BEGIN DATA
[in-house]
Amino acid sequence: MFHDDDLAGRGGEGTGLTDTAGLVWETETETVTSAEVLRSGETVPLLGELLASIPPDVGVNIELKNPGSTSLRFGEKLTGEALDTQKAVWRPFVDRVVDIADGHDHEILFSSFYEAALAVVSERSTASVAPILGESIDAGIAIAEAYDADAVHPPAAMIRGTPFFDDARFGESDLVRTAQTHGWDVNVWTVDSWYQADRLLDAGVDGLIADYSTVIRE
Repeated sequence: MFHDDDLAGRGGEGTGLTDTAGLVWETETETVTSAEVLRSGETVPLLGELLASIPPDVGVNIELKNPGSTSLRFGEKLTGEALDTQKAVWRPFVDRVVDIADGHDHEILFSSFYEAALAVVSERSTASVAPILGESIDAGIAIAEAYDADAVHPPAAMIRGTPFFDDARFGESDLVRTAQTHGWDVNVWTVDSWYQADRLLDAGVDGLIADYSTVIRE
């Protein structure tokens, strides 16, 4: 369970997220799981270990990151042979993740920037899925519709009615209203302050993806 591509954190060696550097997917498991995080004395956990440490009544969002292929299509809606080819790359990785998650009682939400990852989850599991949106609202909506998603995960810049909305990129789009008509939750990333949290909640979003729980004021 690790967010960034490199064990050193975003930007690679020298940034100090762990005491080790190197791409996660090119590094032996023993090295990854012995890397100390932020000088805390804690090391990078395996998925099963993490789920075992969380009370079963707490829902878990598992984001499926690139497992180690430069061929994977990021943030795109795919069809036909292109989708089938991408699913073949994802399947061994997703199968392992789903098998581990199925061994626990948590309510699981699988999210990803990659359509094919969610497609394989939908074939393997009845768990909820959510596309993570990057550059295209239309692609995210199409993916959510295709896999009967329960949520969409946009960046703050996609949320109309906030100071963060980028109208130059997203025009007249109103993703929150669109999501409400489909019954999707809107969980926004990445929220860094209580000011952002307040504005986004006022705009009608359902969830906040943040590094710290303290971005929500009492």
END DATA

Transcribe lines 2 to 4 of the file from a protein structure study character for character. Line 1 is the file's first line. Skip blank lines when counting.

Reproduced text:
Amino acid sequence: MFHDDDLAGRGGEGTGLTDTAGLVWETETETVTSAEVLRSGETVPLLGELLASIPPDVGVNIELKNPGSTSLRFGEKLTGEALDTQKAVWRPFVDRVVDIADGHDHEILFSSFYEAALAVVSERSTASVAPILGESIDAGIAIAEAYDADAVHPPAAMIRGTPFFDDARFGESDLVRTAQTHGWDVNVWTVDSWYQADRLLDAGVDGLIADYSTVIRE
Repeated sequence: MFHDDDLAGRGGEGTGLTDTAGLVWETETETVTSAEVLRSGETVPLLGELLASIPPDVGVNIELKNPGSTSLRFGEKLTGEALDTQKAVWRPFVDRVVDIADGHDHEILFSSFYEAALAVVSERSTASVAPILGESIDAGIAIAEAYDADAVHPPAAMIRGTPFFDDARFGESDLVRTAQTHGWDVNVWTVDSWYQADRLLDAGVDGLIADYSTVIRE
């Protein structure tokens, strides 16, 4: 369970997220799981270990990151042979993740920037899925519709009615209203302050993806 591509954190060696550097997917498991995080004395956990440490009544969002292929299509809606080819790359990785998650009682939400990852989850599991949106609202909506998603995960810049909305990129789009008509939750990333949290909640979003729980004021 690790967010960034490199064990050193975003930007690679020298940034100090762990005491080790190197791409996660090119590094032996023993090295990854012995890397100390932020000088805390804690090391990078395996998925099963993490789920075992969380009370079963707490829902878990598992984001499926690139497992180690430069061929994977990021943030795109795919069809036909292109989708089938991408699913073949994802399947061994997703199968392992789903098998581990199925061994626990948590309510699981699988999210990803990659359509094919969610497609394989939908074939393997009845768990909820959510596309993570990057550059295209239309692609995210199409993916959510295709896999009967329960949520969409946009960046703050996609949320109309906030100071963060980028109208130059997203025009007249109103993703929150669109999501409400489909019954999707809107969980926004990445929220860094209580000011952002307040504005986004006022705009009608359902969830906040943040590094710290303290971005929500009492």